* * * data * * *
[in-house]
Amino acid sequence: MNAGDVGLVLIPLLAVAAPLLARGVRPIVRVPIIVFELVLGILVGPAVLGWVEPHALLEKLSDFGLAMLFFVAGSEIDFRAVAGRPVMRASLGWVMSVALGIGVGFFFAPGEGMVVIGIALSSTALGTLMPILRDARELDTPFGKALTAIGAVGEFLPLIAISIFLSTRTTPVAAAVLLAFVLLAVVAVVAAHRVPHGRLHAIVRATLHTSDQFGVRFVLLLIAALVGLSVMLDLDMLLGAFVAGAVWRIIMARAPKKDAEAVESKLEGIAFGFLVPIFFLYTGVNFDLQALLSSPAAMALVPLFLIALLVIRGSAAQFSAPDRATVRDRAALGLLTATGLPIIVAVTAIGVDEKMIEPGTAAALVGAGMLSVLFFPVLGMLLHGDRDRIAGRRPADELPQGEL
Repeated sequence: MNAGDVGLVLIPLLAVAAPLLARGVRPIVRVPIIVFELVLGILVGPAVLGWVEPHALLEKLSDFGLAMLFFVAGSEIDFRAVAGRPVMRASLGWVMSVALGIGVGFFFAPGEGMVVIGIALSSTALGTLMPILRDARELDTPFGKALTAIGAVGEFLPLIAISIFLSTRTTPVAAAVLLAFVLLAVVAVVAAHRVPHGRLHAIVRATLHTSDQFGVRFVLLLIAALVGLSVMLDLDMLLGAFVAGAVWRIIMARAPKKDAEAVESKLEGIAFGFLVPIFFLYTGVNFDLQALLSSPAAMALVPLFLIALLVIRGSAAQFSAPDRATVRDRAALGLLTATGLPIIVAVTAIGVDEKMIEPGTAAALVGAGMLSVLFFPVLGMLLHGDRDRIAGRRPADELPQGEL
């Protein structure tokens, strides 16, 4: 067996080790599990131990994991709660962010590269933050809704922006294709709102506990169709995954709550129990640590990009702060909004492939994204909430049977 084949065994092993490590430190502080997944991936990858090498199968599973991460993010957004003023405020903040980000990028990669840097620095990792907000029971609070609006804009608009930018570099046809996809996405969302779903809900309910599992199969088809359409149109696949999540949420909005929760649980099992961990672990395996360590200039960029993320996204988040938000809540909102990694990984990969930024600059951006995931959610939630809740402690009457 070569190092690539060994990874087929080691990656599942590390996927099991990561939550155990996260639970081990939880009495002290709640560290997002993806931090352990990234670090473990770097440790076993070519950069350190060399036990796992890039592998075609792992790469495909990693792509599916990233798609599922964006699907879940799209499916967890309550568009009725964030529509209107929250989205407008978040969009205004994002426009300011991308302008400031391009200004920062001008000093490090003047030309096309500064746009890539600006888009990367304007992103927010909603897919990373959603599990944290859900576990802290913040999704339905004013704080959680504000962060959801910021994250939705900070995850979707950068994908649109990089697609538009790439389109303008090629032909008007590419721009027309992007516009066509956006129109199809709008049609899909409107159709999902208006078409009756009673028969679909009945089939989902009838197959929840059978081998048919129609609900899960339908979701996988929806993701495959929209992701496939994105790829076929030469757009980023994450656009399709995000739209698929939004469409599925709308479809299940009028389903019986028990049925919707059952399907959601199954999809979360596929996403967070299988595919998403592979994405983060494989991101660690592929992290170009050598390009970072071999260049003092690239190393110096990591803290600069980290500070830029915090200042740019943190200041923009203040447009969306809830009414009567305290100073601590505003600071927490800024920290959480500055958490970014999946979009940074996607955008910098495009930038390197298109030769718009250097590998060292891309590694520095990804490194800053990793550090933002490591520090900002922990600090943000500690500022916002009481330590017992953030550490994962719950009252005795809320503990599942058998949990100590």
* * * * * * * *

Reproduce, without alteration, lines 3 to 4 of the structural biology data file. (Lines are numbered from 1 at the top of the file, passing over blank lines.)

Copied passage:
Repeated sequence: MNAGDVGLVLIPLLAVAAPLLARGVRPIVRVPIIVFELVLGILVGPAVLGWVEPHALLEKLSDFGLAMLFFVAGSEIDFRAVAGRPVMRASLGWVMSVALGIGVGFFFAPGEGMVVIGIALSSTALGTLMPILRDARELDTPFGKALTAIGAVGEFLPLIAISIFLSTRTTPVAAAVLLAFVLLAVVAVVAAHRVPHGRLHAIVRATLHTSDQFGVRFVLLLIAALVGLSVMLDLDMLLGAFVAGAVWRIIMARAPKKDAEAVESKLEGIAFGFLVPIFFLYTGVNFDLQALLSSPAAMALVPLFLIALLVIRGSAAQFSAPDRATVRDRAALGLLTATGLPIIVAVTAIGVDEKMIEPGTAAALVGAGMLSVLFFPVLGMLLHGDRDRIAGRRPADELPQGEL
């Protein structure tokens, strides 16, 4: 067996080790599990131990994991709660962010590269933050809704922006294709709102506990169709995954709550129990640590990009702060909004492939994204909430049977 084949065994092993490590430190502080997944991936990858090498199968599973991460993010957004003023405020903040980000990028990669840097620095990792907000029971609070609006804009608009930018570099046809996809996405969302779903809900309910599992199969088809359409149109696949999540949420909005929760649980099992961990672990395996360590200039960029993320996204988040938000809540909102990694990984990969930024600059951006995931959610939630809740402690009457 070569190092690539060994990874087929080691990656599942590390996927099991990561939550155990996260639970081990939880009495002290709640560290997002993806931090352990990234670090473990770097440790076993070519950069350190060399036990796992890039592998075609792992790469495909990693792509599916990233798609599922964006699907879940799209499916967890309550568009009725964030529509209107929250989205407008978040969009205004994002426009300011991308302008400031391009200004920062001008000093490090003047030309096309500064746009890539600006888009990367304007992103927010909603897919990373959603599990944290859900576990802290913040999704339905004013704080959680504000962060959801910021994250939705900070995850979707950068994908649109990089697609538009790439389109303008090629032909008007590419721009027309992007516009066509956006129109199809709008049609899909409107159709999902208006078409009756009673028969679909009945089939989902009838197959929840059978081998048919129609609900899960339908979701996988929806993701495959929209992701496939994105790829076929030469757009980023994450656009399709995000739209698929939004469409599925709308479809299940009028389903019986028990049925919707059952399907959601199954999809979360596929996403967070299988595919998403592979994405983060494989991101660690592929992290170009050598390009970072071999260049003092690239190393110096990591803290600069980290500070830029915090200042740019943190200041923009203040447009969306809830009414009567305290100073601590505003600071927490800024920290959480500055958490970014999946979009940074996607955008910098495009930038390197298109030769718009250097590998060292891309590694520095990804490194800053990793550090933002490591520090900002922990600090943000500690500022916002009481330590017992953030550490994962719950009252005795809320503990599942058998949990100590």